... a uniquely weird and wonderful reading experience ... Blending horror, fantasy, and literary fiction, Hamill draws the reader into the world of the Turner family with ease ... Divided into seven parts, each part of this book is thoughtfully structured ... twists and turns in unexpected ways, providing bits of information throughout which the reader is responsible for collecting, assessing, and synthesizing. The reader is certain to be surprised countless times by the revelations and connections Hamill makes throughout the book. The second half of the novel in particular really picks up speed, gripping the reader and inducing a frenzied turning of pages in order to get to the crux of who these monsters are and what they want with the Turners ... The writing is simply haunting, the story full of heart. Hamill strikes upon meaningful themes throughout the book ... I highly recommend this novel for fans of Paul Tremblay and Stephen King. Much in the vein of these two celebrated horror writers, Hamill has built a rich world full of complex characters and he successfully delivers in showing how the horrors of real life can be just as terrifying as any monster.
... a beautifully crafted and terrifying thrill ride of a book ... Hamill uses the jumps in time wisely; the cuts between years are never jarring. And he avoids the nostalgia trap that tends to mire other writers who choose the recent past as their settings ... He does make some sly references, though, which he then subverts in seriously creepy ways ... Hamill traffics in the disturbing, like Stephen King at his most upsetting ... almost more John Irving than King, since Hamill writes about family, sex, and all things grotesque with a gleeful openness. In a way, the novel is a twisted coming-of-age tale, with all the benchmarks of male adolescence—shame, jealousy, anger, and id—personified in the form of a monster and transformed into literal horror ... a novel that’s both beautiful and terrifying, which isn’t the easiest thing to pull off. Hamill knows how to craft great horror fiction, but he’s also a keen observer of how families cope with loss and with one another. He recognizes that not everything gets resolved neatly, that sometimes darkness just leads to more darkness.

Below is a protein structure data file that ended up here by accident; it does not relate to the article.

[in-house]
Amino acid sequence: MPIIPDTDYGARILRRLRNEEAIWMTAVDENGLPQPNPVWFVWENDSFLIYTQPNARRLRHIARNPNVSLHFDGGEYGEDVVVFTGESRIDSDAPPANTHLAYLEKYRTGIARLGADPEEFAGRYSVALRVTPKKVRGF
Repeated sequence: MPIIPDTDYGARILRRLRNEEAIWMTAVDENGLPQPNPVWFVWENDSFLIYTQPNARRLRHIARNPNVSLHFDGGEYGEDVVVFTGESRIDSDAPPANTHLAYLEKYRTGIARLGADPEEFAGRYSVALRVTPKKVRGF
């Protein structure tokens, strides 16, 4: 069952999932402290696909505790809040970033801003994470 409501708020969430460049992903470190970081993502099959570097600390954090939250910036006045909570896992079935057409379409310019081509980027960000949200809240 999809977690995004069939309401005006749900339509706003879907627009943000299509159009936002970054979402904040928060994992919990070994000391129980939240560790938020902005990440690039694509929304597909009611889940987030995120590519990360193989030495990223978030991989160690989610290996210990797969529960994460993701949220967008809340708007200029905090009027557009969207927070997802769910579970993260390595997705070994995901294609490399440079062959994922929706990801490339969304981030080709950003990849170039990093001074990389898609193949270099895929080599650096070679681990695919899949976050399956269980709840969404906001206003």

... a horror tale unafraid to tackle big issues of familial fealty, the architecture of fear, and the metaphysics of love, all while shocking the pants off the reader ... straddles the line between scares and feels with confidence and flair. Every time it feels as though the John Irving-style family drama is going to overwhelm the story, Hamill injects a heavy dose of Stephen King-worthy horror. He entwines these elements with a deft hand, and when his simmering monster yarn dovetails with his tender love story, there's a grotesque emotional logic to it that's jaw-dropping. There's nothing new about comparing the monsters within the monsters without, but Hamill employs flashes of insight and flourishes of poignancy to chillingly portray a family held together by the very things that are tearing it apart ... What's missing, though, is a more critical engagement with the hateful legacy of Lovecraft's oeuvre, an honest conversation between texts that recent novels have undertaken bravely. Fear in itself is a political weapon these days, and the book does succeed in delving into the menace and dread that comes from living in a state of pervasive fright — but it's also a wasted opportunity to take part in the current Lovecraft discourse in a more meaningful way ... a book that haunts in a myriad ways, and its monsters are just as often palpably real as they are dredged from the depths of nightmares. Horrific yet emotionally immersive, A Cosmology of Monsters is equally a cartography of the heart.